On February 8th and 9th, Donnie Brasco (Mike Newell, 1997) is playing at the New Beverly Cinema paired with the highly original mafia comedy The Gang that Couldn’t Shoot Straight (James Goldstone, 1971). These films, both based on true stories, also have direct connections to Al Pacino. In Donnie Brasco, it’s pretty straightforward: he’s the star of the film, the featured mobster. In The Gang Who Couldn’t Shoot Straight, it’s a little more complicated but we’ve got a golden nugget that’s great for film trivia fans! When the Gang was originally cast, Pacino was hired to play one of the major characters but had to drop out before shooting began due to a small career conflict. He had to star in a little film called The Godfather (Frances Ford Coppola, 1972). Luckily, he was replaced on Gang by a young up-and-coming actor named Robert DeNiro, who, funnily enough, would also end up in Coppola’s epic saga.
Godfather references don’t stop there. This goofy comedy about mobsters and turf wars is widely considered to be a parody of the Mario Puzo novel. Truly, it’s pretty easy to see Lionel Stander’s character, Anthony ‘Baccala’ Vestrummo, as analogous to Marlon Brando’s Don Corleone, and Jerry “Law & Order” Orbach’s Salvatore ‘Kid Sally’ Palumbo as Michael Corleone. On the other hand, Orbach and Stander in these roles are especially entertaining due to the fact that they are not even a little bit Italian. Orbach and Stander, respected and well-loved New York actors on both stage and screen, were both children of Jewish immigrants!
There are some truly fabulous appearances by great people in this quirky film. Within the first half hour, the delightful Paul Benedict shows up. If you’re not familiar with him, watch Michael Ritchie’s Smile (1975), Sydney Pollack’s Jeremiah Johnson (1972) or a few episodes of The Jeffersons (1975-85) where he plays the neighbor. As if that wasn’t enough, The Gang that Couldn’t Shoot Straight marks the feature film debut of the one and only Herve Villechaize!
One word of warning on Herve – I wouldn’t blame you if you watched Gang and were a little confused by his voice. It sounds nothing like it used to on “Fantasy Island.” And that’s because it’s not actually his voice. The voice used for Herve is Paul Frees, famous voice over actor and impressionist. Best known for cartoon characters like Boris Badenov in “The Rocky and Bullwinkle Show” or the Ghost Host in the Haunted Mansion at Disneyland, Frees provided the vocal stylings for Herve and thus his character, Beppo the Dwarf.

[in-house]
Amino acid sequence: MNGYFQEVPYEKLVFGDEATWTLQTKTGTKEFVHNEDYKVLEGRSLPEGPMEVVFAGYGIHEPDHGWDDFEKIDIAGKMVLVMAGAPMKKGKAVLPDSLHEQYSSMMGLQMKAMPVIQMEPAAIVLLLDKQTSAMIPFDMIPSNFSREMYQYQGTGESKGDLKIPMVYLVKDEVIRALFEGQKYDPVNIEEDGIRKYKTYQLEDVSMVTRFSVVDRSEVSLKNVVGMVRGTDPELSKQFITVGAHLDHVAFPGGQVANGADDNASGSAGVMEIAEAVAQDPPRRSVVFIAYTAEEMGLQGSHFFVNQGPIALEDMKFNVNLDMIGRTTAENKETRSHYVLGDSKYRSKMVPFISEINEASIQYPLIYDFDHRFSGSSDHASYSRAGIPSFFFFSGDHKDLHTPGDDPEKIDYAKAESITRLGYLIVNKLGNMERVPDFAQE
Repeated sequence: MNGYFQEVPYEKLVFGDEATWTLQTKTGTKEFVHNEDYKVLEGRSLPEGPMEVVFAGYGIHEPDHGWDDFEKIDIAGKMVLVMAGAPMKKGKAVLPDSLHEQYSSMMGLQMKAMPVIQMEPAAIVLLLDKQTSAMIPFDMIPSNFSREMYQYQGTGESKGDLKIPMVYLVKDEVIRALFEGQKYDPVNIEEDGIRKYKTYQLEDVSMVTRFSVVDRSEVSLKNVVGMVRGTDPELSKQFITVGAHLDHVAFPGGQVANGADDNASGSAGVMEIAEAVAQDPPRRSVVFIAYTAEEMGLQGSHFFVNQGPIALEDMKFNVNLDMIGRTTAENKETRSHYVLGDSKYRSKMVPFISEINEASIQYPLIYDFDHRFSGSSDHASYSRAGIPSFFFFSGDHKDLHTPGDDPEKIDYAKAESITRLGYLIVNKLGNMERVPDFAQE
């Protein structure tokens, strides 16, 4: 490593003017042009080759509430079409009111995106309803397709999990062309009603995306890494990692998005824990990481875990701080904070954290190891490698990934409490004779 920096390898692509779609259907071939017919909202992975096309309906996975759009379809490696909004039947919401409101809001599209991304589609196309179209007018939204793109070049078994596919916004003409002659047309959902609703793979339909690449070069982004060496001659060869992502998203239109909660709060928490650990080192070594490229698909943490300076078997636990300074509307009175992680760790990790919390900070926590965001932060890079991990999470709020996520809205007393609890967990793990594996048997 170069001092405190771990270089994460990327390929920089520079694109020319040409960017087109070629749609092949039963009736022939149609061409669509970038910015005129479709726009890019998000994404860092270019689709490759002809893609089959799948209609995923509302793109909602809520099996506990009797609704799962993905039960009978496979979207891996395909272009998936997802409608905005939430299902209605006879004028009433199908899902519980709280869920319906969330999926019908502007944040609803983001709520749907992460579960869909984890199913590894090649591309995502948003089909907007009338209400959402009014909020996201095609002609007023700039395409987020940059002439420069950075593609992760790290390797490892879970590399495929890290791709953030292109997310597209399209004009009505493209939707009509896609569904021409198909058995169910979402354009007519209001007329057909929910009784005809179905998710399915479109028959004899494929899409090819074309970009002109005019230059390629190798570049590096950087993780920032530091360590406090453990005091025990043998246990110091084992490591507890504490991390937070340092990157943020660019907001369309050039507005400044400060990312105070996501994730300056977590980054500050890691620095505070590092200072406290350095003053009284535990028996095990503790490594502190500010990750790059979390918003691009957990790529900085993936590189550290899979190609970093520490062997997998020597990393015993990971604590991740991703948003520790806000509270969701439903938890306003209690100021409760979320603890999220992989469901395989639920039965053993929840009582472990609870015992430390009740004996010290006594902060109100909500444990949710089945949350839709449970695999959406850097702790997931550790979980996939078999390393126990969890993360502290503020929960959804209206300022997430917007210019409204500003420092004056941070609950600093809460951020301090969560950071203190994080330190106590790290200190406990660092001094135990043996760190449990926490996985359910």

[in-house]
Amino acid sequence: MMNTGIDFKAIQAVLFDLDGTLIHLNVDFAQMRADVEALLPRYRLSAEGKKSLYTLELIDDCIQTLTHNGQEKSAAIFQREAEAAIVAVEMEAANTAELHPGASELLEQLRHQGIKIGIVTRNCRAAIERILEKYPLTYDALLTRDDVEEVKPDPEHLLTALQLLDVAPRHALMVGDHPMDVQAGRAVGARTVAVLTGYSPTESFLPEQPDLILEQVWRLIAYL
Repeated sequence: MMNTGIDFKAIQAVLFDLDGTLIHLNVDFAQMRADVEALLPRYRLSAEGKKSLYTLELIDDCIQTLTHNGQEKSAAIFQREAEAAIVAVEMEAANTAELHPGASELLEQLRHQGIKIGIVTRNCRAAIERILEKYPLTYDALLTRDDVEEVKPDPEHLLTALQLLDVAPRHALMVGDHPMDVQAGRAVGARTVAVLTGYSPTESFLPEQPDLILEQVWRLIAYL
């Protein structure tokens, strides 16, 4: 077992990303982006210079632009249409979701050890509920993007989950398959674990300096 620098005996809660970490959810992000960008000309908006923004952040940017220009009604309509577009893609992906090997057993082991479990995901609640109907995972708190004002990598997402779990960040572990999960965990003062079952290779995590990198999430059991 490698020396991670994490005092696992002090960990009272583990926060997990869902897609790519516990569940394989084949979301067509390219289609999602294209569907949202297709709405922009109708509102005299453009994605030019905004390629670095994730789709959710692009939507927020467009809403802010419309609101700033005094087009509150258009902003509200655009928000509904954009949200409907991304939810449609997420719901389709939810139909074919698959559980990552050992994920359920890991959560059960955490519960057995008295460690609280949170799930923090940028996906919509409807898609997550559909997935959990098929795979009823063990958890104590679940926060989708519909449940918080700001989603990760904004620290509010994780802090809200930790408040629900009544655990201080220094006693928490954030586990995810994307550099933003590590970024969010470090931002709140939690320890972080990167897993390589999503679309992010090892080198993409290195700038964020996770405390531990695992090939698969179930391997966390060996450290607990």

One last tip aside from Herve and Benedict – later on in the film, keep your eyes out for a certain bartender – that’s Jack Kehoe! He’s been in a variety of amazing works like Serpico (Sidney Lumet, 1973), Melvin and Howard (Jonathan Demme, 1980) and The Game (David Fincher, 1997). The great thing about these wacky comedies from the 70s is that they cast so many wonderful character actors. It’s such a joy to be able to watch everyone interact like this!
There are many standout performances in this film. The brilliant Jo Van Fleet is the Mobster Mama. Frank Campanella is great as Water Buffalo but it’s Robert DeNiro’s sensitive portrayal of a young Italian cyclist-cum-thief that really steals the show. Coming almost directly from the set of Brian DePalma’s Hi Mom!, DeNiro’s performance as Mario steals the film away from most of the bigger name actors. While Gang is supposed to be a comedy (and for the most part it is) DeNiro’s scenes with Angela (Leigh Taylor-Young) are incredibly tender and romantic. While both characters are presented as quite awkward and certainly outside the main gang structure according to the narrative, the film posits them as the one intimate relationship that has some normalcy. Surrounding them is chaos, but their pairing has some steadiness (at least temporarily). The love scene between Angela and Mario is romantic, intimate and fragile feeling, contrasting greatly with the humor and frenetic pace of the rest of the film. While their relationship may not ultimately lead to what we think it should, the inclusion of it is important.
Perhaps the way in which Angela and Mario inhabit this film space is exactly right. As we watch people tumbling and fumble and make huge Mobster Mistakes or try to Be Better Villains, the sweetness of Mario and Angela’s screen time becomes the most precious thing in the film. Is this intentional? Perhaps not. It is a comedy after all. But it is a bi-product of the excellent dramatic skills of Robert DeNiro, this newcomer who would, a few short years later, shake the film world as Johnny Boy in Martin Scorsese’s Mean Streets (1973).
It’s an odd movie to be sure. Both Waldo Salt (the screenwriter) and Lionel Stander (Baccala) were victims of the evils of the House Un-American Activities Committee and that took quite a toll on Stander’s career, even if Salt was able to bounce back a little more quickly. The cast is strong and the center of parody is certainly not subtle. But it’s entirely enjoyable. And who knew that Jerry Orbach was EVER a young man? Didn’t we all think that he emerged from the womb with a trench coat and that gorgeous mane of salt and pepper hair? If nothing else, this film is 100% worth it just to watch Orbach pal around New York City with Herve Villechaize, threaten shop owners with a lion and take orders from Jo Van Fleet.
The Gang That Couldn’t Shoot Straight screens February 8 & 9.